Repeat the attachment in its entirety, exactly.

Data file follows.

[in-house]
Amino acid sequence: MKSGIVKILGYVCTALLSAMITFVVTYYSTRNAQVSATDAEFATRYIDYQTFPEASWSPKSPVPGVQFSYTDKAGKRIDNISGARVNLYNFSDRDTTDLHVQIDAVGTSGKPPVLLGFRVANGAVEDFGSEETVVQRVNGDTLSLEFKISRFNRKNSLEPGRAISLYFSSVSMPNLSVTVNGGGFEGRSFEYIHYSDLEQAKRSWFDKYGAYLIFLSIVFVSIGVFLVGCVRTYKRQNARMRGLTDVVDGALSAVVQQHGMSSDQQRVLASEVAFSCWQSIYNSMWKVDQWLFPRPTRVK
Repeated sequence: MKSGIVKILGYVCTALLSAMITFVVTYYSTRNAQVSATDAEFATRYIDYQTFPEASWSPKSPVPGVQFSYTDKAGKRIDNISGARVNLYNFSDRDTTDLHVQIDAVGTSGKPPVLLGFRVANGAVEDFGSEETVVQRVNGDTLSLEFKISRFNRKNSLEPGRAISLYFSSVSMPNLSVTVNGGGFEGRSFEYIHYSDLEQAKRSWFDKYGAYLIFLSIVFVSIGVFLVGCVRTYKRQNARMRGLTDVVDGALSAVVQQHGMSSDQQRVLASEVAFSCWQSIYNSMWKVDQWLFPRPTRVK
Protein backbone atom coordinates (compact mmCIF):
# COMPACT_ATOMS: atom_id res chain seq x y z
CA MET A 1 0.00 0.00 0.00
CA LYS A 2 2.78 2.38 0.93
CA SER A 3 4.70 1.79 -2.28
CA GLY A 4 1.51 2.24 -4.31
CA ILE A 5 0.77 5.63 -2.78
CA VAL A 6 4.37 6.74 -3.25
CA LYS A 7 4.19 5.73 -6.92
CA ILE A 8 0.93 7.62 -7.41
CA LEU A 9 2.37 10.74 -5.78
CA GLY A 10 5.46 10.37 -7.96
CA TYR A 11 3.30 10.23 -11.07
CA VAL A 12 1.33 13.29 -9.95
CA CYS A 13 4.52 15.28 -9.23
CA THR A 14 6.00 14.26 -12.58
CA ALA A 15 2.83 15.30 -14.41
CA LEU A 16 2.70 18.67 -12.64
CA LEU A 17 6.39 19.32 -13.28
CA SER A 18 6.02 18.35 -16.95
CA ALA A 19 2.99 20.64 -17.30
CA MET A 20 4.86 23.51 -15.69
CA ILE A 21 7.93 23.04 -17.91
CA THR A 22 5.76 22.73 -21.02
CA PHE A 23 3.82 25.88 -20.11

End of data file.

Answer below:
[in-house]
Amino acid sequence: MKSGIVKILGYVCTALLSAMITFVVTYYSTRNAQVSATDAEFATRYIDYQTFPEASWSPKSPVPGVQFSYTDKAGKRIDNISGARVNLYNFSDRDTTDLHVQIDAVGTSGKPPVLLGFRVANGAVEDFGSEETVVQRVNGDTLSLEFKISRFNRKNSLEPGRAISLYFSSVSMPNLSVTVNGGGFEGRSFEYIHYSDLEQAKRSWFDKYGAYLIFLSIVFVSIGVFLVGCVRTYKRQNARMRGLTDVVDGALSAVVQQHGMSSDQQRVLASEVAFSCWQSIYNSMWKVDQWLFPRPTRVK
Repeated sequence: MKSGIVKILGYVCTALLSAMITFVVTYYSTRNAQVSATDAEFATRYIDYQTFPEASWSPKSPVPGVQFSYTDKAGKRIDNISGARVNLYNFSDRDTTDLHVQIDAVGTSGKPPVLLGFRVANGAVEDFGSEETVVQRVNGDTLSLEFKISRFNRKNSLEPGRAISLYFSSVSMPNLSVTVNGGGFEGRSFEYIHYSDLEQAKRSWFDKYGAYLIFLSIVFVSIGVFLVGCVRTYKRQNARMRGLTDVVDGALSAVVQQHGMSSDQQRVLASEVAFSCWQSIYNSMWKVDQWLFPRPTRVK
Protein backbone atom coordinates (compact mmCIF):
# COMPACT_ATOMS: atom_id res chain seq x y z
CA MET A 1 0.00 0.00 0.00
CA LYS A 2 2.78 2.38 0.93
CA SER A 3 4.70 1.79 -2.28
CA GLY A 4 1.51 2.24 -4.31
CA ILE A 5 0.77 5.63 -2.78
CA VAL A 6 4.37 6.74 -3.25
CA LYS A 7 4.19 5.73 -6.92
CA ILE A 8 0.93 7.62 -7.41
CA LEU A 9 2.37 10.74 -5.78
CA GLY A 10 5.46 10.37 -7.96
CA TYR A 11 3.30 10.23 -11.07
CA VAL A 12 1.33 13.29 -9.95
CA CYS A 13 4.52 15.28 -9.23
CA THR A 14 6.00 14.26 -12.58
CA ALA A 15 2.83 15.30 -14.41
CA LEU A 16 2.70 18.67 -12.64
CA LEU A 17 6.39 19.32 -13.28
CA SER A 18 6.02 18.35 -16.95
CA ALA A 19 2.99 20.64 -17.30
CA MET A 20 4.86 23.51 -15.69
CA ILE A 21 7.93 23.04 -17.91
CA THR A 22 5.76 22.73 -21.02
CA PHE A 23 3.82 25.88 -20.11